In 2010, Bill and Melinda Gates announced that they would commit 95 percent of their wealth to charitable work. Together with Warren Buffett, they also created the Giving Pledge, which asks the richest people in the world to devote half or more of their fortunes to philanthropy. ...... Taking a page from the Gates family, they will use the money to pump up their nonprofit ...... The private foundation is an especially American style of charitable giving. Nonprofit groups in the United States play a disproportionately large role in public life, in part because American tax laws make it attractive for the rich to donate. Much of their wealth could otherwise be captured by capital gains and estate taxes. ...... Private spending on social welfare in the United States is four times the average in advanced economies ...... German shipping magnate Peter Krämer is one of the most vocal detractors of the pledge, and the American tradition of government-sponsored charity. ...... I find the US initiative highly problematic. You can write donations off in your taxes to a large degree in the USA. So the rich make a choice: Would I rather donate or pay taxes? The donors are taking the place of the state. That's unacceptable. ...... It is all just a bad transfer of power from the state to billionaires. So it's not the state that determines what is good for the people, but rather the rich want to decide. That's a development that I find really bad. What legitimacy do these people have to decide where massive sums of money will flow? ....... On average in well-off countries, private social spending accounts for 2.6 percent of the gross domestic product. In the United States, private social spending is 11 percent. ..... Americans are some of the most charitable people in the world in part because there is a centuries-old tradition of private nonprofit groups helping people in lieu of the government. ........ Even Alexis de Tocqueville observed the trend in the 1830s, writing: “In every case, at the head of any new undertaking where in France you would find the government, or in England some great lord, in the United States you are sure to find an association." ...... He wrote that when the government taxes and gives to the poor, people feel slighted. When people voluntarily give to the poor, they feel better about themselves. ...... "One of the most significant consequences of this tax treatment of charitable giving is to give to the wealthiest taxpayers a disproportionate role in allocating public resources and influencing the direction that institutions will take." ....... In his book "Capital in the Twenty-First Century," economist Thomas Piketty proposed a wealth tax as one way to address rising inequality — and transfer wealth from individuals to the state. In the United States, estate and gift taxes achieve some of that function by prodding people to donate their wealth instead of bequeathing it to their children. (Economists like Piketty tend to regard those measures as too modest.)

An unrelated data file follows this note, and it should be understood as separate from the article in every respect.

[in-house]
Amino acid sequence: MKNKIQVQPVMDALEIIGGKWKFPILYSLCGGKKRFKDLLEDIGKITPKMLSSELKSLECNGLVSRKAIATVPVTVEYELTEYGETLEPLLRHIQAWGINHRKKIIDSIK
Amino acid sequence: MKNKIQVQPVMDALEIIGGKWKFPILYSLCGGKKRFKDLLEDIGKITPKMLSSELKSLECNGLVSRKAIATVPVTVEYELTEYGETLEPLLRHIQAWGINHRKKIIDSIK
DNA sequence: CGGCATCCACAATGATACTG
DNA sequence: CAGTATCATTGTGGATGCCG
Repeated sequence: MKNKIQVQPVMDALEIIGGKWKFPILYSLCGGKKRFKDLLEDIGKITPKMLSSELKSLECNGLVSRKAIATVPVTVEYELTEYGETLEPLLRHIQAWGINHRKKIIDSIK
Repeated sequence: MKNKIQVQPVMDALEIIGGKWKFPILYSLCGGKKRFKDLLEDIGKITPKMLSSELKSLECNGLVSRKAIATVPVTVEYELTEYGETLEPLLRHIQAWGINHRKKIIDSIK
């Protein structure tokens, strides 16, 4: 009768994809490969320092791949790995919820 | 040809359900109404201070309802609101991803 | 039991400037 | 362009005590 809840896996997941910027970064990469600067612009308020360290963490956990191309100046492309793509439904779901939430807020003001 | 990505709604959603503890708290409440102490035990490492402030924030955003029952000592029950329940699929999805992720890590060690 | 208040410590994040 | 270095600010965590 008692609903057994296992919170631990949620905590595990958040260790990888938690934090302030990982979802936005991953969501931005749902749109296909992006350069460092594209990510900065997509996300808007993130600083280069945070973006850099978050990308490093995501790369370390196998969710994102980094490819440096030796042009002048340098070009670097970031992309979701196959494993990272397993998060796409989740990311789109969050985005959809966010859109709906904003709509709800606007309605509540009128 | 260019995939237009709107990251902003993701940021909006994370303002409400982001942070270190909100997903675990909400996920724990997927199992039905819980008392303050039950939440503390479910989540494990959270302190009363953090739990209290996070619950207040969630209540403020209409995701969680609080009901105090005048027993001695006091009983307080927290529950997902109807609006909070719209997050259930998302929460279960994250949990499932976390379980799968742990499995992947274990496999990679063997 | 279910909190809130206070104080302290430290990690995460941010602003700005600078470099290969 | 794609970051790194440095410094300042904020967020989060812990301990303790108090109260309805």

Mark Zuckerberg Will Donate Massive Fortune to Own Blinkered Worldview
It sounds angelic, but it will probably end up being, mostly, a big waste. ..... In other words, this multi-billion dollar estate will go to Zuck’s own organization, rather than, say, OxFam International or something. .... What does advancing human potential mean? What does promoting equality mean, exactly? Your guess is as good as mine, because Zuckerberg doesn’t really say, despite providing many bullet points ..... Some of this is just patently hellish—does anyone really want to experience “100 times more than we do today,” whatever that entails? Do you want to be “connected” to literally every “idea” and “person” in the world? This is a technocrat’s dream and an actual normal human being’s nightmare. But what do you expect from the man who made his fortune creating humankind’s greatest repository for racist memes and life-commodification? ...... Bill Gates, at least, has devoted his post-Microsoft life to the more tangible goal of eradicating Malaria. But Mark Zuckerberg, who struggles to grasp the basics of humanity and has become unfathomably rich by commodifying his deeply weird theories of social interaction, has a different idea of charity. ..... “Micro-schools”? Putting Facebook software in public schools? Software, software, more software. If you have a headache, take a software. Jimmy can’t read? Give him software. The conceit that code can solve all social ills and free the species from the chains of aging, illness, and flatulence is the height of Silicon Valley bullshit, and Zuckerberg’s massive giveaway will clearly be predicated on that conceit. ...... And perhaps we should also wonder whether instead of letting the mega-rich put their estates into “charities” of their own design, and thanking them profusely for it, we wouldn’t be better served by just taking it from their corpses...... With a 99% estate tax, would our public schools need saving from the likes of Mark Zuckerberg? ...... Update: BuzzFeed’s Alex Kantrowitz confirmed with Facebook PR that The Chan Zuckerberg Initiative is not even an actual charitable organization, but rather structured as an LLC. Unlike a charitable trust, which is compelled to spend its money on charity, Chan Zuckerberg Initiative, LLC will be able to spend its money on whatever it wants, including private, profit-generating investment.











Monday, May 18, 2015

The A16Z (AHo) Numbers

English: Mark Zuckerberg, Facebook founder and...
English: Mark Zuckerberg, Facebook founder and CEO, during his European Tour. (Photo credit: Wikipedia)